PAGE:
I noticed that on May 3 Jackie Cooper passed on — thanks to the Hammett tour and dumb luck, I got to meet him one time.
The year was 1982. I was back on the Jim Eason program on KGO radio — think I appeared on Jim’s show three or four times in those years. If memory serves, my first radio interview ever was with Jim in the old KGO studios on Golden Gate Avenue, right off the thick of the Tenderloin. Good years.
So, we were chatting merrily along when Jackie Cooper came into the waiting area. He was on a book tour for his autobiography Please Don’t Shoot My Dog.
Apparently Cooper was set for an interview with Jim the next day or the day after that, not today. Jim hadn’t had a chance to read the book. But he couldn’t refuse to do the interview — if I got it right, at the time Cooper was also a fairly prominent executive with ABC, owners of KGO. You know, if they had had some muscle come in on air and drag me off, and said, “Hey, listeners, have we got a surprise for you! — JACKIE COOPER!” — well, I would have figured that was pretty normal. Show business, you know.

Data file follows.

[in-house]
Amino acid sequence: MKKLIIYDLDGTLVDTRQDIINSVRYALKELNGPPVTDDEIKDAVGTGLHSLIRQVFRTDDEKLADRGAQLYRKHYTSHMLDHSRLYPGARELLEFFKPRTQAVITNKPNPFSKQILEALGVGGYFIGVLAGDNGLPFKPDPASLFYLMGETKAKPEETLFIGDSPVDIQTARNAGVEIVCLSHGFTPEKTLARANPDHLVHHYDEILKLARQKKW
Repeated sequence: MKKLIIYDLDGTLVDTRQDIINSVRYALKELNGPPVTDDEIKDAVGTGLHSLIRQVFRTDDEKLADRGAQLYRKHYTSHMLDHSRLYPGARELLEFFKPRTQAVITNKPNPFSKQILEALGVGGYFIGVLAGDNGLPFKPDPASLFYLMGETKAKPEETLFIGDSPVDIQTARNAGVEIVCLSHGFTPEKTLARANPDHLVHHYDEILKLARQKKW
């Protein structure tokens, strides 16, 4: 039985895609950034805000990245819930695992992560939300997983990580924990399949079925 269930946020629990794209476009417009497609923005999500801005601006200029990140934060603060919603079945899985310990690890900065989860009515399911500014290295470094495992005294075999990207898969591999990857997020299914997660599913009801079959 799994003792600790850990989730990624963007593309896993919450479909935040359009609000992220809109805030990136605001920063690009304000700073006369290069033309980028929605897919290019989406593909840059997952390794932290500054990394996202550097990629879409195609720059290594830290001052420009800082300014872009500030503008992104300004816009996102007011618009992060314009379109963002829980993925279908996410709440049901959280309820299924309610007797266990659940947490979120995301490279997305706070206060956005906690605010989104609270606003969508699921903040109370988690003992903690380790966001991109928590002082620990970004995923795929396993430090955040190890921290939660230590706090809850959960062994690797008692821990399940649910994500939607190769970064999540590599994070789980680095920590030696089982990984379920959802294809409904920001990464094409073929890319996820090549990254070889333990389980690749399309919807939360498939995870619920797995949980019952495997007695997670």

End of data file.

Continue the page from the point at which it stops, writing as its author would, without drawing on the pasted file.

As it was, I got to watch Cooper through the window in the Green Room as he waited patiently, watch as Jim across the table sweated out the rest of my segment, riffling through a copy of the autobio every chance he got. Jim has been my favorite Radio Guy all these years, and that moment is one of my two favorites.
When I exited the studio I got to meet Cooper, who was extremely cordial — aside from doing the book promo, he was in town to visit his son, who was connected with one of the big stores off Union Square. We chatted for a few minutes, he wished me luck with the tour. And that may have been the moment when I got fully behind the idea of Degrees of Separation.
Hey, I met and shook hands with Jackie Cooper. One degree of separation from Wallace Beery. One degree of separation from Superman. Cool.
And of course, I simply got to meet Jackie Cooper. Nominated for an Oscar at age nine. I don’t know about you, but I can’t remember distinctly a single thing I was doing when I was nine.
And as I was poking around the Internet as background for this post, what ho! I came across the idea that it was Wallace Beery with the gangster Pat DiCicco and DiCicco’s cousin Cubby Broccoli — yes, the same Cubby who later would produce the James Bond movies — who in 1937 in the parking lot of the Trocadero may have beaten to death Ted Healy — yes, the guy who who used the Three Stooges as his stooges.
You’ve got to love Hollywood, right?